In addition, Arabic Algebra is another period of history of algebra development which should be considered. During the 7^{th} and 8^{th} centuries Arabs overpowered the Indian dwellers under the leadership of Mohammed, this enabled them to pursue the arts and sciences in the 14^{th} century which enabled them to have greater advancement in science which was made on the western side. Therefore, they took over the symbols which were being used by the Hindus and improved them together with the positional concept ideas. This led to combination of the concept to Hindu-Arabic of numeration together with algorithms; these concepts were all transferred to then European countries in the year 1200. This numerical are up to date being used globally. Therefore, it is this Arabian people who named most of the algebra hence have they have names related to them. For instances, the algebra name come the book’s title which is based in the subject of Hisab al-jabr w’al muqabala which was also translated to ‘’Restoring and Simplification’’ which was printed in 830 by Mohammed ibn-Musa al-Khowarizimi who was a mathematician and a stronomer. However, algebra application with Arabs was wholly rhetorical, that is in evaluation of quadratic equations, they normally recognized two solutions, and they only considered the irrational but discarded negative solutions. Arabs also contributed in evaluation method of cubic equations by the use of geometric process which involved the intersection. Finally the European Algebra came after the 1500, during this time the zero had already been accepted as a number although some of the people were not totally convinced about zero’s state as a number. At this period the negative numbers were recognised but not entirely acknowledged. Therefore, it is during the 19^{th} century people came to accept some of the numbers which they had not entirely acknowledged. There was huge development in technique in the 16^{th} century which led to provision of solution to cubic and quartic equations. These achievements which were known as Boyer and ranged as one of the utmost contribution to the algebra, it was considered great because since the Babylonians were educated on how to solve quadratic equations four millennia ago, there was no other achievement like it. To conclude, British mathematicians in 19^{th} century made the lead the algebra study, they introduced vectors, matrices, transformations, etc. Thus they extended the algebraic study to algebraic forms and structures. Some mathematicians in British such as Peacock initiated the axiomatic thinking in arithmetic and algebra (Bashmakova & Smirnova, 2000)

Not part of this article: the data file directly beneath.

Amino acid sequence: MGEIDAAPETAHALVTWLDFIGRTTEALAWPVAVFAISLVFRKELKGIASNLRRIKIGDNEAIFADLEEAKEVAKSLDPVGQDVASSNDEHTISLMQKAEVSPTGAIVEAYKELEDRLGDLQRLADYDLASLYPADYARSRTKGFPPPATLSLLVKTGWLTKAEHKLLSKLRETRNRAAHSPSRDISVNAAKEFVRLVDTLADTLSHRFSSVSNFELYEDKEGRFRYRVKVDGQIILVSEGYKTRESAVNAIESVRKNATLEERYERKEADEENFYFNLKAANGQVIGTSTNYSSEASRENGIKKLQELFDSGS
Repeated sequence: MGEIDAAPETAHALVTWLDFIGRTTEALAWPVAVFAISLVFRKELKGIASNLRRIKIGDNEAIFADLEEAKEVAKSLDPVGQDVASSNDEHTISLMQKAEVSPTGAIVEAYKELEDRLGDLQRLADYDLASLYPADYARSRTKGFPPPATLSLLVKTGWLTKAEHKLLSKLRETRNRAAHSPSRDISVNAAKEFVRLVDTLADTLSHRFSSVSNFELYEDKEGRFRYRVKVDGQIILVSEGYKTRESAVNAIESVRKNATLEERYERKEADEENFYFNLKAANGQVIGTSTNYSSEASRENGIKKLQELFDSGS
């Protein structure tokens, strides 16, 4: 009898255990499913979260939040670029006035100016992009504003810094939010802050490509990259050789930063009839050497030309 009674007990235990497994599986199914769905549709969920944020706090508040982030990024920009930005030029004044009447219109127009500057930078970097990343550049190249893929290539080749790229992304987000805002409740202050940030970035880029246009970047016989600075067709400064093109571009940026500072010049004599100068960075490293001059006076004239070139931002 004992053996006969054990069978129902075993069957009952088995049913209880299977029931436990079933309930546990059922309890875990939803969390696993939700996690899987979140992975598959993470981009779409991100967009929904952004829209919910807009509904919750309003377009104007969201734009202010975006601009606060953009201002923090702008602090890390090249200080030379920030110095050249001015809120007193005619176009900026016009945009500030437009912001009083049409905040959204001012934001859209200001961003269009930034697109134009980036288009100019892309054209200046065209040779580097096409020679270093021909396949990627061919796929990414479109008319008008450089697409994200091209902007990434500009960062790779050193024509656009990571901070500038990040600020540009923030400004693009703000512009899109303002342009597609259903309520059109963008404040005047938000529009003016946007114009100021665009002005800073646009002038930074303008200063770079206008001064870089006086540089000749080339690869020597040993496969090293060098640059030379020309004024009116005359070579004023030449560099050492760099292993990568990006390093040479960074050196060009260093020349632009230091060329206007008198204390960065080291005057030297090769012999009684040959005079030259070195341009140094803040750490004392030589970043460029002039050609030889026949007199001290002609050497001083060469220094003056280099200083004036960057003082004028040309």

Conclusion